Most Deaf and Hard of hearing people use the same methods to communicate as the hearing world, like texting and video chats, (closed captioning is also commonly used). However, there have been a handful of specific devices created solely for the Deaf community. Below are a few examples.

TTY, or teletypewriter is a device that allows for the use of the telephone without needing to speak. Instead the user can type out messages which are sent back and forth between the two users. In order for a TTY to be used both ends must have one set up. This version of communication created in the mid 1960’s was one of the first ways for Deaf and hard-of-hearing people to communicate with phone lines, but it is less generally used in society now.

Text relay, this service is for communication between a hearing person and someone whom is deaf or hard of hearing. The hearing person will call the deaf person with a normal phone and speak into it. An operator on the other end will then type out the message and send it to the deaf individual. The deaf person can then reply by typing out a message, which the operator will tell the hearing individual. This from of communication is speech-to-text and text-to-speech, and only works when internet is available.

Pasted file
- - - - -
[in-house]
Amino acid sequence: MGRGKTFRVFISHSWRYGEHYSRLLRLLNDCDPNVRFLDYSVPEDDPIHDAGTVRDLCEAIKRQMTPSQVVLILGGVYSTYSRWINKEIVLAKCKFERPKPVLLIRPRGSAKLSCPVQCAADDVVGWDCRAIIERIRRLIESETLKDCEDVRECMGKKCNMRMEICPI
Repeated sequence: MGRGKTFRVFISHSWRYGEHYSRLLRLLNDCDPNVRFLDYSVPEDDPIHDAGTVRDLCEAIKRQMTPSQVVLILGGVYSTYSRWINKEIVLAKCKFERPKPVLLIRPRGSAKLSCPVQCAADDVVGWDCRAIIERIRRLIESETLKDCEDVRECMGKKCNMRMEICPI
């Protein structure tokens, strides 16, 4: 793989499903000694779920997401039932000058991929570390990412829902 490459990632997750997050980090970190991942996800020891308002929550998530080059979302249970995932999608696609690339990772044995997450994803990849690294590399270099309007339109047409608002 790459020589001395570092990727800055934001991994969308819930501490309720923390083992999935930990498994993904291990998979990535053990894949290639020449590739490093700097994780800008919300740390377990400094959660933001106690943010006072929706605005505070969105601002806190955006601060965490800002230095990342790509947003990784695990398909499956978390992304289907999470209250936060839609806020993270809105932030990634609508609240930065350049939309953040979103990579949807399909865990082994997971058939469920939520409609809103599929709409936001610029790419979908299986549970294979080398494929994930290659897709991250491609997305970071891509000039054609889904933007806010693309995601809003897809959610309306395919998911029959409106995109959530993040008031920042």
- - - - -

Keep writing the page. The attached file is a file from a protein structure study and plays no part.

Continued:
Video phoning is highly popular, with the allowing of direct communication through sign language back and forth, as well as the ability to leave a message. Many companies offer different versions of the phones, and some supply deaf individuals with the equipment for free. This form of communication requires internet as well.

Many Deaf people will connect lights to flash when a doorbell is pushed, or a phone or alarm goes off. The light flashes achieve the same purpose of notifying that someone is there, or something is going off. While not exactly a device created for the Deaf community, it is something that has been helpful.